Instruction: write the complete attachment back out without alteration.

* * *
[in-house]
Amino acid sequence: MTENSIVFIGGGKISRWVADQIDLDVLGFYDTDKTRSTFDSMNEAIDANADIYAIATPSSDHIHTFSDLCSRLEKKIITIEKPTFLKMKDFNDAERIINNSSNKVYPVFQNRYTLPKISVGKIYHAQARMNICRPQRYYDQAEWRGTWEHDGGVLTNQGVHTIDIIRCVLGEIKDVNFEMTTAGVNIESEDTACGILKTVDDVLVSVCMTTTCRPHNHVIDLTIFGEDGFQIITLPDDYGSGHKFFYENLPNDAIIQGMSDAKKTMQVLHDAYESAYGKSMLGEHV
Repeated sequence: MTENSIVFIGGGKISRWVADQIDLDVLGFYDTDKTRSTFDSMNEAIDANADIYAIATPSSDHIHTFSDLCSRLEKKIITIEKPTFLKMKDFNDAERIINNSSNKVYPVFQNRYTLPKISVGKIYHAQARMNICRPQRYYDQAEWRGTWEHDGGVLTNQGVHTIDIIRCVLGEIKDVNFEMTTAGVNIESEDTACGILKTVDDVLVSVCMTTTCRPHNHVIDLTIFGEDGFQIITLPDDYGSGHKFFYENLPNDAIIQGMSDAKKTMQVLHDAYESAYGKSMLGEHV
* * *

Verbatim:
[in-house]
Amino acid sequence: MTENSIVFIGGGKISRWVADQIDLDVLGFYDTDKTRSTFDSMNEAIDANADIYAIATPSSDHIHTFSDLCSRLEKKIITIEKPTFLKMKDFNDAERIINNSSNKVYPVFQNRYTLPKISVGKIYHAQARMNICRPQRYYDQAEWRGTWEHDGGVLTNQGVHTIDIIRCVLGEIKDVNFEMTTAGVNIESEDTACGILKTVDDVLVSVCMTTTCRPHNHVIDLTIFGEDGFQIITLPDDYGSGHKFFYENLPNDAIIQGMSDAKKTMQVLHDAYESAYGKSMLGEHV
Repeated sequence: MTENSIVFIGGGKISRWVADQIDLDVLGFYDTDKTRSTFDSMNEAIDANADIYAIATPSSDHIHTFSDLCSRLEKKIITIEKPTFLKMKDFNDAERIINNSSNKVYPVFQNRYTLPKISVGKIYHAQARMNICRPQRYYDQAEWRGTWEHDGGVLTNQGVHTIDIIRCVLGEIKDVNFEMTTAGVNIESEDTACGILKTVDDVLVSVCMTTTCRPHNHVIDLTIFGEDGFQIITLPDDYGSGHKFFYENLPNDAIIQGMSDAKKTMQVLHDAYESAYGKSMLGEHV